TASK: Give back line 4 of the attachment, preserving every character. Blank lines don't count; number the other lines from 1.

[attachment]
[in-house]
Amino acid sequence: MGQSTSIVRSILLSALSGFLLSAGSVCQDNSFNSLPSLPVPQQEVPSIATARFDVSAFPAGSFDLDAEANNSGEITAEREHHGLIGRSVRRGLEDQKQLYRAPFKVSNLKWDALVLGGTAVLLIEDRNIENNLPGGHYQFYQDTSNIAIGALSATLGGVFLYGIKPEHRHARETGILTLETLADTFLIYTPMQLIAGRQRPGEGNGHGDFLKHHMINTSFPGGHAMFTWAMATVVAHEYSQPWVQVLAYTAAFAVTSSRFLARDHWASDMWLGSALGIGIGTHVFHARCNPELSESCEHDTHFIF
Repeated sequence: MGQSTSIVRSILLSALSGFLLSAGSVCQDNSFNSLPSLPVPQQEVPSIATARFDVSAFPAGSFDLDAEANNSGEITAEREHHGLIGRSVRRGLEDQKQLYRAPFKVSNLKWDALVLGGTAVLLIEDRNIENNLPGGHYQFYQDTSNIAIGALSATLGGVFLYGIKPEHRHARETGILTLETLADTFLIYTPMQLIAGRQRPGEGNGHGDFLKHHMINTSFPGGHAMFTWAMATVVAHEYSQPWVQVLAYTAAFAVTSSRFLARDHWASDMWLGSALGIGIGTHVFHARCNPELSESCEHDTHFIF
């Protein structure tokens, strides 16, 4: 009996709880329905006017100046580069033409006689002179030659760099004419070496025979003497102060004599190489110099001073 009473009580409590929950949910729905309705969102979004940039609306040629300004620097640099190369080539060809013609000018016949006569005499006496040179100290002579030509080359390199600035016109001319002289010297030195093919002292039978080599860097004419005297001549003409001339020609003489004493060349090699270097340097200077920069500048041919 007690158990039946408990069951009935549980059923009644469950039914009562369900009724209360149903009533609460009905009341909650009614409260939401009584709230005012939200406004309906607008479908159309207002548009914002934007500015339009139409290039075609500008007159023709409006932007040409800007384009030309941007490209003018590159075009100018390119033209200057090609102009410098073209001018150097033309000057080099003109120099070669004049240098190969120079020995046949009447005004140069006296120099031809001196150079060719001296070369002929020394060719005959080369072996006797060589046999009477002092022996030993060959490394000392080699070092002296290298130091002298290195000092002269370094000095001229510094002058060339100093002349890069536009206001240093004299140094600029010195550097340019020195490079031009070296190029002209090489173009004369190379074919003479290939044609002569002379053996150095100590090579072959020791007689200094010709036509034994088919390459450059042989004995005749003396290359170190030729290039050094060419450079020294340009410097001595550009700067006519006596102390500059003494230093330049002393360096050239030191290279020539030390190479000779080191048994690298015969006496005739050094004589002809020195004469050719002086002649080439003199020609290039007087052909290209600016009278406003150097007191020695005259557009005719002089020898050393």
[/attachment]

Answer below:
């Protein structure tokens, strides 16, 4: 009996709880329905006017100046580069033409006689002179030659760099004419070496025979003497102060004599190489110099001073 009473009580409590929950949910729905309705969102979004940039609306040629300004620097640099190369080539060809013609000018016949006569005499006496040179100290002579030509080359390199600035016109001319002289010297030195093919002292039978080599860097004419005297001549003409001339020609003489004493060349090699270097340097200077920069500048041919 007690158990039946408990069951009935549980059923009644469950039914009562369900009724209360149903009533609460009905009341909650009614409260939401009584709230005012939200406004309906607008479908159309207002548009914002934007500015339009139409290039075609500008007159023709409006932007040409800007384009030309941007490209003018590159075009100018390119033209200057090609102009410098073209001018150097033309000057080099003109120099070669004049240098190969120079020995046949009447005004140069006296120099031809001196150079060719001296070369002929020394060719005959080369072996006797060589046999009477002092022996030993060959490394000392080699070092002296290298130091002298290195000092002269370094000095001229510094002058060339100093002349890069536009206001240093004299140094600029010195550097340019020195490079031009070296190029002209090489173009004369190379074919003479290939044609002569002379053996150095100590090579072959020791007689200094010709036509034994088919390459450059042989004995005749003396290359170190030729290039050094060419450079020294340009410097001595550009700067006519006596102390500059003494230093330049002393360096050239030191290279020539030390190479000779080191048994690298015969006496005739050094004589002809020195004469050719002086002649080439003199020609290039007087052909290209600016009278406003150097007191020695005259557009005719002089020898050393």